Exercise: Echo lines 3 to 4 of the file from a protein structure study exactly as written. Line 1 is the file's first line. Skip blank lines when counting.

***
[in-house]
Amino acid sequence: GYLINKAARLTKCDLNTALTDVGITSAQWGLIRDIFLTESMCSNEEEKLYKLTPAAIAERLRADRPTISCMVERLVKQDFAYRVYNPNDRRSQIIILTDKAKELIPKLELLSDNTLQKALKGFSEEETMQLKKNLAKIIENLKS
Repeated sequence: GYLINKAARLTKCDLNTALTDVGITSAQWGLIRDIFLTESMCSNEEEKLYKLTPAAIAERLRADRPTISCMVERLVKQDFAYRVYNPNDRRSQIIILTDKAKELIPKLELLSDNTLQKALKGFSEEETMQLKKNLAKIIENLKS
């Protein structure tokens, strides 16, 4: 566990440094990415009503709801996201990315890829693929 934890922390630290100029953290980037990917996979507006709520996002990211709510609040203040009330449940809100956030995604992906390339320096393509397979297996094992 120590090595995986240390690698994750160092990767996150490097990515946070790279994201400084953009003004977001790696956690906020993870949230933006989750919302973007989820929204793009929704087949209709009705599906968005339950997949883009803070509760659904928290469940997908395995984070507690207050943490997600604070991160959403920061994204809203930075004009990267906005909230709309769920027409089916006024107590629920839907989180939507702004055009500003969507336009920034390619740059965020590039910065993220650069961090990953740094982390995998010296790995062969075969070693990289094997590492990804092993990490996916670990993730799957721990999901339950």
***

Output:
Repeated sequence: GYLINKAARLTKCDLNTALTDVGITSAQWGLIRDIFLTESMCSNEEEKLYKLTPAAIAERLRADRPTISCMVERLVKQDFAYRVYNPNDRRSQIIILTDKAKELIPKLELLSDNTLQKALKGFSEEETMQLKKNLAKIIENLKS
């Protein structure tokens, strides 16, 4: 566990440094990415009503709801996201990315890829693929 934890922390630290100029953290980037990917996979507006709520996002990211709510609040203040009330449940809100956030995604992906390339320096393509397979297996094992 120590090595995986240390690698994750160092990767996150490097990515946070790279994201400084953009003004977001790696956690906020993870949230933006989750919302973007989820929204793009929704087949209709009705599906968005339950997949883009803070509760659904928290469940997908395995984070507690207050943490997600604070991160959403920061994204809203930075004009990267906005909230709309769920027409089916006024107590629920839907989180939507702004055009500003969507336009920034390619740059965020590039910065993220650069961090990953740094982390995998010296790995062969075969070693990289094997590492990804092993990490996916670990993730799957721990999901339950």